In Iancu v. Brunetti, the US Supreme Court considered the word “scandalous” as it appears in the Lanham Act, which is the trademark statute in the United States.
The core issue was whether or not Erik Brunetti’s mark “FUCT” was too indecent for trademark protection.
The US Patent and Trademark Office (USPTO) denied the mark on the basis of section 2(a) of the Lanham Act, which prohibits marks that are “immoral, deceptive, or scandalous.” Brunetti appealed to the Trademark Trial and Appeal Board (TTAB), which upheld the USPTO’s decision.
Brunetti then appealed to the Court of Appeals in the District of Columbia.
He argued that an earlier Supreme Court case, Matal v. Tam, established that it was unconstitutional for the USPTO to judge a mark to be “disparaging,” because that would require “viewpoint discrimination” — and viewpoint discrimination by the government was a violation of the first amendment. Brunetti argued that the same rationale applied to the trademark statute’s use of the words “immoral” and “scandalous.”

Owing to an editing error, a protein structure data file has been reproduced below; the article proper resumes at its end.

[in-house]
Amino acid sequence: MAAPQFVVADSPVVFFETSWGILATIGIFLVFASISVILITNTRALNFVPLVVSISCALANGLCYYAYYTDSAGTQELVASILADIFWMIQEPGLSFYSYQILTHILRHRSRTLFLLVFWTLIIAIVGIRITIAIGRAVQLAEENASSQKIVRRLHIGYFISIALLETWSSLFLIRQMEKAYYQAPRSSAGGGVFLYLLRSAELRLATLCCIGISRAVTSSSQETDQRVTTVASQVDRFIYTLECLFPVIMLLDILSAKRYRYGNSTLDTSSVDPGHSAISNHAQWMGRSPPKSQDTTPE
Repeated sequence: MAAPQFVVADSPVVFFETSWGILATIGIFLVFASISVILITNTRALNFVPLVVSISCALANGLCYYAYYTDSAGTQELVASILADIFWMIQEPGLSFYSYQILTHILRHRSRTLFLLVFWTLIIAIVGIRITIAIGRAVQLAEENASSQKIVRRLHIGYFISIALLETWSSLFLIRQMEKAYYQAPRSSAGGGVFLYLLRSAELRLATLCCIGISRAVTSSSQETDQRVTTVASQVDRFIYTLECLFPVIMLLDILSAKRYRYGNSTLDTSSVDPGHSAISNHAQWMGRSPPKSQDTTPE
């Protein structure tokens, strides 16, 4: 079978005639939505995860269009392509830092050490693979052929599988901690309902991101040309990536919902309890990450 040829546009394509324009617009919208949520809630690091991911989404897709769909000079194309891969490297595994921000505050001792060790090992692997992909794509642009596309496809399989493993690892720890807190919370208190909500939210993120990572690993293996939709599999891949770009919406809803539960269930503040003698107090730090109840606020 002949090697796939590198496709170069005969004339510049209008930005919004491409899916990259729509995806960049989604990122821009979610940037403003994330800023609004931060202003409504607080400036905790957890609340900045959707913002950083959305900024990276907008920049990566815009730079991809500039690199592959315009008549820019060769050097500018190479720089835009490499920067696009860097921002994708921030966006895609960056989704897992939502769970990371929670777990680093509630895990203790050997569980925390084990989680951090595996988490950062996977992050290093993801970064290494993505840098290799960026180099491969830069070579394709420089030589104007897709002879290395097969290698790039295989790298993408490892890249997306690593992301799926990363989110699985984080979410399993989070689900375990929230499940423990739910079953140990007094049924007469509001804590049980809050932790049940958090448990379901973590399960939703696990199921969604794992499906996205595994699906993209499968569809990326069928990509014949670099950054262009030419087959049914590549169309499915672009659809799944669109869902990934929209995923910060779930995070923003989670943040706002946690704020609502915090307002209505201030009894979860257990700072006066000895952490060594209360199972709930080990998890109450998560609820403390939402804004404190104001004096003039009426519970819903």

Justice Kagan wrote the majority opinion upholding the circuit court’s ruling and striking the words “immoral” and “scandalous” from the statute.
Chief Justice Roberts, Justice Sotomayor, and Justice Breier each wrote an opinion dissenting in part. They all agreed that “immoral” should be struck, but found that “scandalous” was much more narrowly construed. Both Sotomayor and Alito predicted that the unintended consequences of this ruling may create public spaces that are repugnant to some people.
Erik Brunetti used a ruling from June of 2017 to prevail in June of 2019. That is why it is so important to choose an attorney who keeps up with the activities of the USPTO, the TTAB, and the federal judiciary. For more information, contact me.